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Vol. 24. Issue 1.
Pages 88-89 (01 January 2020)
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Vol. 24. Issue 1.
Pages 88-89 (01 January 2020)
Letter to the Editor
DOI: 10.1016/j.bjpt.2019.10.004
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The (un)standardized use of handheld dynamometers on the evaluation of muscle force output
Marco Antonio Cavalcanti Garcia
Corresponding author

Corresponding author at: Programa de Pós-Graduação em Ciências da Reabilitação e Desempenho Físico Funcional, Faculdade de Fisioterapia, Universidade Federal de Juiz de Fora, Avenida Eugênio do Nascimento, s/n, Bairro Dom Bosco, Juiz de Fora, MG 36038-330, Brazil.
Programa de Pós-Graduação em Ciências da Reabilitação e Desempenho Físico Funcional, Faculdade de Fisioterapia, Universidade Federal de Juiz de Fora (UFJF), Juiz de Fora, MG, Brazil
Victor Hugo Souzaa,b
a Department of Neuroscience and Biomedical Engineering, Aalto University School of Science, Espoo, Finland
b Departamento de Física, Faculdade de Filosofia, Ciências e Letras de Ribeirão Preto, Universidade de São Paulo (USP), Ribeirão Preto, SP, Brazil
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The measurement of muscle force output is a sine qua non of physical performance evaluation in research and clinical environments. The isokinetic dynamometer is the gold standard1,2,3 as it provides a complete profile of muscle force output, but high cost and lack of portability severely restrict its application. In comparison, the handheld dynamometer (HHD) has been proposed as a low-cost and portable alternative for measuring muscle performance in the clinical setting.3 However, the ease of HHD may lead to misapplication and potentially misinterpretation.

HHDs consist of electronic and/or mechanic force sensors that need to be positioned perpendicular to the tested limb for accurate measurements. The tested individual performs a maximal effort while the tester resists applying an opposing force of equal magnitude to prevent movement. The measured force depends on the distance between the point of application of the dynamometer and the joint’s center of rotation. For a given torque generation, a lower force is measured when the dynamometer is applied further away from the joint. The torque, or moment of force, is recognized by the Greek letter tau (τ) and expressed by the following equation:

where F→ is the applied tester resistance force and d⊥¯ is the perpendicular distance from the location where the force is applied to the evaluated joint. Torque is expressed in units of Newton.meter (N.m), and is the standard measure to assess muscle performance with isokinetic dynamometers.

Previous studies have proposed standard protocols for HHDs,4 in which the device should be placed in a defined distance from a target anatomical reference. However, using an anatomical reference may lead to different readouts depending on the variations in the lever arm of individuals of various sizes. Thus, to consider the raw HHD output as the “muscle force” is misleading, as the measurement depends on the perpendicular distance between the dynamometer and the evaluated joint. Such misapplication can be identified in a recent study from Daloia et al.5 who reported the isometric muscle strength for four joints (shoulder, elbow, knee, and ankle) of boys and girls aged between 5 and 15 years. The authors suggested that their results can be used as reference for muscle strength in the Latin American population. However, without providing the results based on torque values, these measurements are not comparable to any population other than the studies group. Interestingly, Daloia et al.5 cited four studies that reinforce the need to consider torque estimation as a standard of measurements.6,7,8 Eek et al.6 suggested that “to obtain comparable measurements one must either put the device at the same distance from the joint or measure the distance (lever arm) and calculate the torque (force by distance)”. Eek et al.6 also suggest that “In growing children, this [limb length] leads to a change in distance from the joint center, which makes the latter method with calculation of torque more suitable”. Conversely, we also identified several studies that employed HHDs to measure force but without estimation of muscle torque, 8,9,10 indicating a possible misunderstanding of basic biomechanics concepts.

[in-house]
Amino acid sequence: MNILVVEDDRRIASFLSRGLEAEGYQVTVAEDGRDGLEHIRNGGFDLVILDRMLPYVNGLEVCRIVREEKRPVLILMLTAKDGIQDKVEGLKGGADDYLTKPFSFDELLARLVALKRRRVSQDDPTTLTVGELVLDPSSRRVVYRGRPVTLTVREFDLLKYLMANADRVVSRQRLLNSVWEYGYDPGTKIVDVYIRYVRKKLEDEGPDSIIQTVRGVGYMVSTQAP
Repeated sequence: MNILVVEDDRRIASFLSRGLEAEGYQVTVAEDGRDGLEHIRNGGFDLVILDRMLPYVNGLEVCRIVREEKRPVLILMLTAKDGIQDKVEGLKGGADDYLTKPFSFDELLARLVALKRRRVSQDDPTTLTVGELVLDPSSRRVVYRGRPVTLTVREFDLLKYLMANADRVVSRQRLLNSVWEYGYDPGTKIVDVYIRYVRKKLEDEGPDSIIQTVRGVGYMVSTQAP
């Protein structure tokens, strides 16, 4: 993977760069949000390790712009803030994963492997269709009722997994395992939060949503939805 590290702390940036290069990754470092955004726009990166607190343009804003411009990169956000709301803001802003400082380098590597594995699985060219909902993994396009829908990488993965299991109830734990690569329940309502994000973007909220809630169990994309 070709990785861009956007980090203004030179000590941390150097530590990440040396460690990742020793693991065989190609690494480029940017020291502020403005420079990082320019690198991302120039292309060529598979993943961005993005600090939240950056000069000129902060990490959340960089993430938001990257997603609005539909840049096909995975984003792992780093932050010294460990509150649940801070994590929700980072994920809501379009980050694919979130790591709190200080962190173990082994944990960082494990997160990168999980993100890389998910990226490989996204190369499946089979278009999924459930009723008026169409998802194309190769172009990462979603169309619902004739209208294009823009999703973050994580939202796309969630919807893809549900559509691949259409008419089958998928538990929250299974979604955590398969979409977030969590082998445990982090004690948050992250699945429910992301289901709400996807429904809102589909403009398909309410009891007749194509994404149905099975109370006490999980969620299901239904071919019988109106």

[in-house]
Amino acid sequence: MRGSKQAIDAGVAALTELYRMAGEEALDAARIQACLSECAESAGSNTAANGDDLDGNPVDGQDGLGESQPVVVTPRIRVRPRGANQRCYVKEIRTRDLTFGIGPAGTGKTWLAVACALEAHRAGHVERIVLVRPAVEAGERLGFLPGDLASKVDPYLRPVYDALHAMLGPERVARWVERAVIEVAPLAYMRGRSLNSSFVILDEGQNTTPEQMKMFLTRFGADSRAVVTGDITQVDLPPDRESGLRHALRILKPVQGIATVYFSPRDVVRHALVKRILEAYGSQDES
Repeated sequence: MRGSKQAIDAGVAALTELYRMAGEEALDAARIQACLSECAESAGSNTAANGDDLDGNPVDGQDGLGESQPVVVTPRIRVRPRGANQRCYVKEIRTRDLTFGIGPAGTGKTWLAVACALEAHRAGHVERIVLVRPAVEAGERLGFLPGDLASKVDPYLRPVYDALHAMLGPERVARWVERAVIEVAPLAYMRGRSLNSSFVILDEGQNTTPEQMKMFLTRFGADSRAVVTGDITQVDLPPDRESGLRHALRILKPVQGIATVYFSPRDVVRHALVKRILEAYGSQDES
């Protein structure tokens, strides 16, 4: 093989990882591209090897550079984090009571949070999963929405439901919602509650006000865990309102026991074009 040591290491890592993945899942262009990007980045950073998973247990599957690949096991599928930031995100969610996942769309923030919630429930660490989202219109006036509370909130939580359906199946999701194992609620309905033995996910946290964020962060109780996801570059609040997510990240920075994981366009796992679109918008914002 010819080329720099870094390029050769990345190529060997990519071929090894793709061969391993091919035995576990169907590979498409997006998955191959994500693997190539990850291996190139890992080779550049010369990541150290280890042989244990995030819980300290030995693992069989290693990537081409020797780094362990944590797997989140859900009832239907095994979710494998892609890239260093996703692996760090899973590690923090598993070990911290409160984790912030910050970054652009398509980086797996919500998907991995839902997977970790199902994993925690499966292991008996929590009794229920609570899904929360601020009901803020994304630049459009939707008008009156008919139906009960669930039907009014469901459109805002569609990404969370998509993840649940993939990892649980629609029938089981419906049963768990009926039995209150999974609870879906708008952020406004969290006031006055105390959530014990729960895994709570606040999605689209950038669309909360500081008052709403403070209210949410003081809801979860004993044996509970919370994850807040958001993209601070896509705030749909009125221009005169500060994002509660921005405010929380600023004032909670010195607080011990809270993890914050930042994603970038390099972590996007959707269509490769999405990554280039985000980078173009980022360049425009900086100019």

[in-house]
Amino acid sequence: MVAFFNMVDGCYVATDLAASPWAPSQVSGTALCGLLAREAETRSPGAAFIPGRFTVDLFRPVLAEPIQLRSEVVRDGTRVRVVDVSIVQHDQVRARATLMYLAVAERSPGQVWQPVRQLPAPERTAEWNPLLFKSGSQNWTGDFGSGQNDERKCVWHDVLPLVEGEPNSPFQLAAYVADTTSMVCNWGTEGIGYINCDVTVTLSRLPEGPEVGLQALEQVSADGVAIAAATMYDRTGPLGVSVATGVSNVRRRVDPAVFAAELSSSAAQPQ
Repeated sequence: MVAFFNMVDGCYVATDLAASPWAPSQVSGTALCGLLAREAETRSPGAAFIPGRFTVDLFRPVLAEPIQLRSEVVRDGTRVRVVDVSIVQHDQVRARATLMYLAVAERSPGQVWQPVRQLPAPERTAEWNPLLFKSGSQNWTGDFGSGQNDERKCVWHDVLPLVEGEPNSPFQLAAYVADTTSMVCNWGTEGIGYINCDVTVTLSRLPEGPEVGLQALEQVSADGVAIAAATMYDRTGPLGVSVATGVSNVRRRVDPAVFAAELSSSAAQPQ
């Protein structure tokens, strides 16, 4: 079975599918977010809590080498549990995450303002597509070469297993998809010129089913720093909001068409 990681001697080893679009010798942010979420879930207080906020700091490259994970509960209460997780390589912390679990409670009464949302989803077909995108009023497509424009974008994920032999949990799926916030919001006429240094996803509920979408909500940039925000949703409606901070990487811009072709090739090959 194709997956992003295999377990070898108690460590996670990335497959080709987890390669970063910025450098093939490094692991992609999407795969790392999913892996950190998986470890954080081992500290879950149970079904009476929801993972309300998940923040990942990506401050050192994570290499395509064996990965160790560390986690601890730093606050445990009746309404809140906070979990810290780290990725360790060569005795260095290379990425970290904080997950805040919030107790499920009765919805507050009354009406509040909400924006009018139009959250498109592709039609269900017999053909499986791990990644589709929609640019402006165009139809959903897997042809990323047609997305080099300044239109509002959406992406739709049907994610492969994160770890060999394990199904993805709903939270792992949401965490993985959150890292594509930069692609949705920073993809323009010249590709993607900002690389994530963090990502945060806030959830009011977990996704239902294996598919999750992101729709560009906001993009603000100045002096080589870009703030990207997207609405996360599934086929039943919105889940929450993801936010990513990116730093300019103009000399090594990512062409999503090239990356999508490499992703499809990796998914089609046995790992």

Therefore, this letter highlights the need for considering torque as the absolute, suitable estimate of muscle performance when using HHDs.


The authors thank Coordenação de Aperfeiçoamento de Pessoal de Nível Superior – Brasil (CAPES): - Finance Code 001.; and V.H.S. is funded by the Jane & Aatos Erkko Foundation.

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Copyright © 2019. Associação Brasileira de Pesquisa e Pós-Graduação em Fisioterapia
Brazilian Journal of Physical Therapy

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